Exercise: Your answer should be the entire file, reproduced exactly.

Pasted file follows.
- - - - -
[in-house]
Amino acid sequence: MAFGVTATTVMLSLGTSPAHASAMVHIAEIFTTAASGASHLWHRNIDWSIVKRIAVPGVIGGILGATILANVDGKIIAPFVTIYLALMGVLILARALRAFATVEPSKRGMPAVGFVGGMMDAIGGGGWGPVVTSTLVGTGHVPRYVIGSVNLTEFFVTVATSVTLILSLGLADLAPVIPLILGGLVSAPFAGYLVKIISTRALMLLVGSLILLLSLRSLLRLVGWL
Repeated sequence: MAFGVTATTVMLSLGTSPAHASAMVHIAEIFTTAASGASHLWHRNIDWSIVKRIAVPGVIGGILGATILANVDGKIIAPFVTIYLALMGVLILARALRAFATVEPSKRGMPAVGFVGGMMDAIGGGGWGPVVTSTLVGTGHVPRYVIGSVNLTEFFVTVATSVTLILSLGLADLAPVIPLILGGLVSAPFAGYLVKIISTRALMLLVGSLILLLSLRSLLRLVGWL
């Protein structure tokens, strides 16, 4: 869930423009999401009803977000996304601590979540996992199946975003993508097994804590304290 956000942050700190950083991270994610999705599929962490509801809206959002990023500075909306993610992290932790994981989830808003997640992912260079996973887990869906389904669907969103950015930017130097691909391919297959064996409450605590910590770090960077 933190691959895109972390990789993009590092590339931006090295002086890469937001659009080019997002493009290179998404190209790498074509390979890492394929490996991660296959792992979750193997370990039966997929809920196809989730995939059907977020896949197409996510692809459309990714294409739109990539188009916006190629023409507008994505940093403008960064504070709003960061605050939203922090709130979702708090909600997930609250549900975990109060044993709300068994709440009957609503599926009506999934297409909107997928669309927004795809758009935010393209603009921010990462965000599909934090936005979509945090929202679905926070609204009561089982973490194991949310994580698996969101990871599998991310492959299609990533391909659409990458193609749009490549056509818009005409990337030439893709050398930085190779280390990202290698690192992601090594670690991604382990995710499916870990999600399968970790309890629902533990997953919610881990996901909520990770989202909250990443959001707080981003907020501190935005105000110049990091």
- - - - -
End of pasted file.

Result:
[in-house]
Amino acid sequence: MAFGVTATTVMLSLGTSPAHASAMVHIAEIFTTAASGASHLWHRNIDWSIVKRIAVPGVIGGILGATILANVDGKIIAPFVTIYLALMGVLILARALRAFATVEPSKRGMPAVGFVGGMMDAIGGGGWGPVVTSTLVGTGHVPRYVIGSVNLTEFFVTVATSVTLILSLGLADLAPVIPLILGGLVSAPFAGYLVKIISTRALMLLVGSLILLLSLRSLLRLVGWL
Repeated sequence: MAFGVTATTVMLSLGTSPAHASAMVHIAEIFTTAASGASHLWHRNIDWSIVKRIAVPGVIGGILGATILANVDGKIIAPFVTIYLALMGVLILARALRAFATVEPSKRGMPAVGFVGGMMDAIGGGGWGPVVTSTLVGTGHVPRYVIGSVNLTEFFVTVATSVTLILSLGLADLAPVIPLILGGLVSAPFAGYLVKIISTRALMLLVGSLILLLSLRSLLRLVGWL
């Protein structure tokens, strides 16, 4: 869930423009999401009803977000996304601590979540996992199946975003993508097994804590304290 956000942050700190950083991270994610999705599929962490509801809206959002990023500075909306993610992290932790994981989830808003997640992912260079996973887990869906389904669907969103950015930017130097691909391919297959064996409450605590910590770090960077 933190691959895109972390990789993009590092590339931006090295002086890469937001659009080019997002493009290179998404190209790498074509390979890492394929490996991660296959792992979750193997370990039966997929809920196809989730995939059907977020896949197409996510692809459309990714294409739109990539188009916006190629023409507008994505940093403008960064504070709003960061605050939203922090709130979702708090909600997930609250549900975990109060044993709300068994709440009957609503599926009506999934297409909107997928669309927004795809758009935010393209603009921010990462965000599909934090936005979509945090929202679905926070609204009561089982973490194991949310994580698996969101990871599998991310492959299609990533391909659409990458193609749009490549056509818009005409990337030439893709050398930085190779280390990202290698690192992601090594670690991604382990995710499916870990999600399968970790309890629902533990997953919610881990996901909520990770989202909250990443959001707080981003907020501190935005105000110049990091």